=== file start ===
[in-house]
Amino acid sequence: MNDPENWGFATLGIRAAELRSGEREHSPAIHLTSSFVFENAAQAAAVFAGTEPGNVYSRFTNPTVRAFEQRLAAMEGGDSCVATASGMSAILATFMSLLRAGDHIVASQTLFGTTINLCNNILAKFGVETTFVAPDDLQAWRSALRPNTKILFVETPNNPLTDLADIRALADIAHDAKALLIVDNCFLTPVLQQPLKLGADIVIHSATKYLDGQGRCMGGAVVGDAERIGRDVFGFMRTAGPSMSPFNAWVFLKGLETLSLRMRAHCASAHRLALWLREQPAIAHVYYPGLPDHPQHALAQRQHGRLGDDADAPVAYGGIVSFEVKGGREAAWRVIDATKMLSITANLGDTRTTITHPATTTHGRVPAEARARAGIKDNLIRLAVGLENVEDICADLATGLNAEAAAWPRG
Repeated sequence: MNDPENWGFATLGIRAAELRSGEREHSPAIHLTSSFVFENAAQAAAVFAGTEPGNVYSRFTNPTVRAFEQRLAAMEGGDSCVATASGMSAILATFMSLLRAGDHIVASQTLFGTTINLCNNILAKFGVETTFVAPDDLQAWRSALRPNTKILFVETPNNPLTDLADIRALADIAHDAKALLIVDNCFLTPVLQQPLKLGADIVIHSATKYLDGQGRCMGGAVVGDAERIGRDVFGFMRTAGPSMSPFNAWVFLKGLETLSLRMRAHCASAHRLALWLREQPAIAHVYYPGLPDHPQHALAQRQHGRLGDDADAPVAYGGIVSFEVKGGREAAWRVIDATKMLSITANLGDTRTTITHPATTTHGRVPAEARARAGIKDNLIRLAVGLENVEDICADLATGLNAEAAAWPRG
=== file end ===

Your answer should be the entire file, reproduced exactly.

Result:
[in-house]
Amino acid sequence: MNDPENWGFATLGIRAAELRSGEREHSPAIHLTSSFVFENAAQAAAVFAGTEPGNVYSRFTNPTVRAFEQRLAAMEGGDSCVATASGMSAILATFMSLLRAGDHIVASQTLFGTTINLCNNILAKFGVETTFVAPDDLQAWRSALRPNTKILFVETPNNPLTDLADIRALADIAHDAKALLIVDNCFLTPVLQQPLKLGADIVIHSATKYLDGQGRCMGGAVVGDAERIGRDVFGFMRTAGPSMSPFNAWVFLKGLETLSLRMRAHCASAHRLALWLREQPAIAHVYYPGLPDHPQHALAQRQHGRLGDDADAPVAYGGIVSFEVKGGREAAWRVIDATKMLSITANLGDTRTTITHPATTTHGRVPAEARARAGIKDNLIRLAVGLENVEDICADLATGLNAEAAAWPRG
Repeated sequence: MNDPENWGFATLGIRAAELRSGEREHSPAIHLTSSFVFENAAQAAAVFAGTEPGNVYSRFTNPTVRAFEQRLAAMEGGDSCVATASGMSAILATFMSLLRAGDHIVASQTLFGTTINLCNNILAKFGVETTFVAPDDLQAWRSALRPNTKILFVETPNNPLTDLADIRALADIAHDAKALLIVDNCFLTPVLQQPLKLGADIVIHSATKYLDGQGRCMGGAVVGDAERIGRDVFGFMRTAGPSMSPFNAWVFLKGLETLSLRMRAHCASAHRLALWLREQPAIAHVYYPGLPDHPQHALAQRQHGRLGDDADAPVAYGGIVSFEVKGGREAAWRVIDATKMLSITANLGDTRTTITHPATTTHGRVPAEARARAGIKDNLIRLAVGLENVEDICADLATGLNAEAAAWPRG